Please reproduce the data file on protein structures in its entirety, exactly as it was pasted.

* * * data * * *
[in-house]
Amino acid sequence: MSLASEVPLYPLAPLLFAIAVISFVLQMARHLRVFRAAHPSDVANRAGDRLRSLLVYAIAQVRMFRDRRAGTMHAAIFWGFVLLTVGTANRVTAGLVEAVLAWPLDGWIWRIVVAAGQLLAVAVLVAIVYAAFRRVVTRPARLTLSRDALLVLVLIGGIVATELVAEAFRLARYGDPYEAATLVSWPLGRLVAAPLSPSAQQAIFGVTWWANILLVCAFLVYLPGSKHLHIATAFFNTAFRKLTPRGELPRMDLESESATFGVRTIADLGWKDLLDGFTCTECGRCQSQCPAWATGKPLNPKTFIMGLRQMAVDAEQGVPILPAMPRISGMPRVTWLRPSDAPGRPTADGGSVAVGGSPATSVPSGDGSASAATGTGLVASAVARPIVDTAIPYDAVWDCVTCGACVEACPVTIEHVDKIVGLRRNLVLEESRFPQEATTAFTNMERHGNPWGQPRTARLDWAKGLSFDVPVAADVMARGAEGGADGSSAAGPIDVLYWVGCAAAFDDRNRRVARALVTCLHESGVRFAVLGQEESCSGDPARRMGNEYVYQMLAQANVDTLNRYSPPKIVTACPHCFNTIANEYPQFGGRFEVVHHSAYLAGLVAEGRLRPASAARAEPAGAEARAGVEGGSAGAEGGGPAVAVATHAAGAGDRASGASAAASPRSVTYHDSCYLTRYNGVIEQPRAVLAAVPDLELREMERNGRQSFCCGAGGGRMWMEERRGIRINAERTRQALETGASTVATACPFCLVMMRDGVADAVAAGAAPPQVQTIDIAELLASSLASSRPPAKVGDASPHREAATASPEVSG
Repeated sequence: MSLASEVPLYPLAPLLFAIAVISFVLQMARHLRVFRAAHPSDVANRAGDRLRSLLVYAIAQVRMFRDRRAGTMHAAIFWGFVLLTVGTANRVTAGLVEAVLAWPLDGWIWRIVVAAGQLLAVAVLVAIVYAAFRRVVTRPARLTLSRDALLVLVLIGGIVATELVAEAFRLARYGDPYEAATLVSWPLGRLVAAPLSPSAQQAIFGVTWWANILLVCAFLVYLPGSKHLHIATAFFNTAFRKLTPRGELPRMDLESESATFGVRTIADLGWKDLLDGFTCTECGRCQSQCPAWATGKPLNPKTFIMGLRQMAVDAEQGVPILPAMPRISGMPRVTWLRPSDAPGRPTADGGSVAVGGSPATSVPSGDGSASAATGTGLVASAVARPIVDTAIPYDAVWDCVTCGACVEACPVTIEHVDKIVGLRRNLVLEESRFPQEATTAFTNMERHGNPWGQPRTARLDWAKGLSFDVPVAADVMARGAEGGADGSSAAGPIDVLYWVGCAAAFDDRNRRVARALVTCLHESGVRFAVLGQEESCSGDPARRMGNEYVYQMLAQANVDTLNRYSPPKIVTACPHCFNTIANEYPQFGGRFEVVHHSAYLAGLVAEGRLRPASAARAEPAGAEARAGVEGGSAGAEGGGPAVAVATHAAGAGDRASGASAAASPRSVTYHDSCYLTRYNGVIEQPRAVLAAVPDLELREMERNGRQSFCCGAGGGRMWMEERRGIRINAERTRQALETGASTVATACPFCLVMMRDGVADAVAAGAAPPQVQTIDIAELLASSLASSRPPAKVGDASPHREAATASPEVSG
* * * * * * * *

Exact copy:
[in-house]
Amino acid sequence: MSLASEVPLYPLAPLLFAIAVISFVLQMARHLRVFRAAHPSDVANRAGDRLRSLLVYAIAQVRMFRDRRAGTMHAAIFWGFVLLTVGTANRVTAGLVEAVLAWPLDGWIWRIVVAAGQLLAVAVLVAIVYAAFRRVVTRPARLTLSRDALLVLVLIGGIVATELVAEAFRLARYGDPYEAATLVSWPLGRLVAAPLSPSAQQAIFGVTWWANILLVCAFLVYLPGSKHLHIATAFFNTAFRKLTPRGELPRMDLESESATFGVRTIADLGWKDLLDGFTCTECGRCQSQCPAWATGKPLNPKTFIMGLRQMAVDAEQGVPILPAMPRISGMPRVTWLRPSDAPGRPTADGGSVAVGGSPATSVPSGDGSASAATGTGLVASAVARPIVDTAIPYDAVWDCVTCGACVEACPVTIEHVDKIVGLRRNLVLEESRFPQEATTAFTNMERHGNPWGQPRTARLDWAKGLSFDVPVAADVMARGAEGGADGSSAAGPIDVLYWVGCAAAFDDRNRRVARALVTCLHESGVRFAVLGQEESCSGDPARRMGNEYVYQMLAQANVDTLNRYSPPKIVTACPHCFNTIANEYPQFGGRFEVVHHSAYLAGLVAEGRLRPASAARAEPAGAEARAGVEGGSAGAEGGGPAVAVATHAAGAGDRASGASAAASPRSVTYHDSCYLTRYNGVIEQPRAVLAAVPDLELREMERNGRQSFCCGAGGGRMWMEERRGIRINAERTRQALETGASTVATACPFCLVMMRDGVADAVAAGAAPPQVQTIDIAELLASSLASSRPPAKVGDASPHREAATASPEVSG
Repeated sequence: MSLASEVPLYPLAPLLFAIAVISFVLQMARHLRVFRAAHPSDVANRAGDRLRSLLVYAIAQVRMFRDRRAGTMHAAIFWGFVLLTVGTANRVTAGLVEAVLAWPLDGWIWRIVVAAGQLLAVAVLVAIVYAAFRRVVTRPARLTLSRDALLVLVLIGGIVATELVAEAFRLARYGDPYEAATLVSWPLGRLVAAPLSPSAQQAIFGVTWWANILLVCAFLVYLPGSKHLHIATAFFNTAFRKLTPRGELPRMDLESESATFGVRTIADLGWKDLLDGFTCTECGRCQSQCPAWATGKPLNPKTFIMGLRQMAVDAEQGVPILPAMPRISGMPRVTWLRPSDAPGRPTADGGSVAVGGSPATSVPSGDGSASAATGTGLVASAVARPIVDTAIPYDAVWDCVTCGACVEACPVTIEHVDKIVGLRRNLVLEESRFPQEATTAFTNMERHGNPWGQPRTARLDWAKGLSFDVPVAADVMARGAEGGADGSSAAGPIDVLYWVGCAAAFDDRNRRVARALVTCLHESGVRFAVLGQEESCSGDPARRMGNEYVYQMLAQANVDTLNRYSPPKIVTACPHCFNTIANEYPQFGGRFEVVHHSAYLAGLVAEGRLRPASAARAEPAGAEARAGVEGGSAGAEGGGPAVAVATHAAGAGDRASGASAAASPRSVTYHDSCYLTRYNGVIEQPRAVLAAVPDLELREMERNGRQSFCCGAGGGRMWMEERRGIRINAERTRQALETGASTVATACPFCLVMMRDGVADAVAAGAAPPQVQTIDIAELLASSLASSRPPAKVGDASPHREAATASPEVSG